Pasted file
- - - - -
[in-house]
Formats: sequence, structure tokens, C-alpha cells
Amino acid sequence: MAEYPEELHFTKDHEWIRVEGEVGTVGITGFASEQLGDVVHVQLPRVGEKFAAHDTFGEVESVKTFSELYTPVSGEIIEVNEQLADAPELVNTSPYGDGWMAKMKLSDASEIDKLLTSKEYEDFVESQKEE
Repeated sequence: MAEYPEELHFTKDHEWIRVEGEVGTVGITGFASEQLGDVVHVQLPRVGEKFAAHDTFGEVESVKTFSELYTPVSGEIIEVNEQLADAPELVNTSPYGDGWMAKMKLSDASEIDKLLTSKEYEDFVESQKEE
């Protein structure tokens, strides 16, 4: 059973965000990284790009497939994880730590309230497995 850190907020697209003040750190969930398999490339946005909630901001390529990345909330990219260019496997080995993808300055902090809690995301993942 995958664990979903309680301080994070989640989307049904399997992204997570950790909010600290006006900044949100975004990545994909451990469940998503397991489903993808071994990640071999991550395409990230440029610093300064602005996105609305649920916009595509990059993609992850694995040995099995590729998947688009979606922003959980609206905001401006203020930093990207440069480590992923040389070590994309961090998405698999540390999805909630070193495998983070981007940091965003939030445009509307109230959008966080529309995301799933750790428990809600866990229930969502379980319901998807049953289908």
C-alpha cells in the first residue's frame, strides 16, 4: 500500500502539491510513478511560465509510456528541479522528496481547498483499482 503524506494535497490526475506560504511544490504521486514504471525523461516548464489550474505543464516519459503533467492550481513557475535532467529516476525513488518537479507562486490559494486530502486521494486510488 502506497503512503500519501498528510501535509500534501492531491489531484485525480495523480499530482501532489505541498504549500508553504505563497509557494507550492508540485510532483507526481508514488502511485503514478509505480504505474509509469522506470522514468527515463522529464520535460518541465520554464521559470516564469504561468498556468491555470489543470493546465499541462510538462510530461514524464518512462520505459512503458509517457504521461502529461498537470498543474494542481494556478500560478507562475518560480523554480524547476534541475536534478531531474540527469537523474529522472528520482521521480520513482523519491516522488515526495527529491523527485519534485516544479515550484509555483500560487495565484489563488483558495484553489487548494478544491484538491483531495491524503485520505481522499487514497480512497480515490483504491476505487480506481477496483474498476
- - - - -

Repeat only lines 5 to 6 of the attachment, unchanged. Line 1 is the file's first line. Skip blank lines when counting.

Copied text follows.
């Protein structure tokens, strides 16, 4: 059973965000990284790009497939994880730590309230497995 850190907020697209003040750190969930398999490339946005909630901001390529990345909330990219260019496997080995993808300055902090809690995301993942 995958664990979903309680301080994070989640989307049904399997992204997570950790909010600290006006900044949100975004990545994909451990469940998503397991489903993808071994990640071999991550395409990230440029610093300064602005996105609305649920916009595509990059993609992850694995040995099995590729998947688009979606922003959980609206905001401006203020930093990207440069480590992923040389070590994309961090998405698999540390999805909630070193495998983070981007940091965003939030445009509307109230959008966080529309995301799933750790428990809600866990229930969502379980319901998807049953289908």
C-alpha cells in the first residue's frame, strides 16, 4: 500500500502539491510513478511560465509510456528541479522528496481547498483499482 503524506494535497490526475506560504511544490504521486514504471525523461516548464489550474505543464516519459503533467492550481513557475535532467529516476525513488518537479507562486490559494486530502486521494486510488 502506497503512503500519501498528510501535509500534501492531491489531484485525480495523480499530482501532489505541498504549500508553504505563497509557494507550492508540485510532483507526481508514488502511485503514478509505480504505474509509469522506470522514468527515463522529464520535460518541465520554464521559470516564469504561468498556468491555470489543470493546465499541462510538462510530461514524464518512462520505459512503458509517457504521461502529461498537470498543474494542481494556478500560478507562475518560480523554480524547476534541475536534478531531474540527469537523474529522472528520482521521480520513482523519491516522488515526495527529491523527485519534485516544479515550484509555483500560487495565484489563488483558495484553489487548494478544491484538491483531495491524503485520505481522499487514497480512497480515490483504491476505487480506481477496483474498476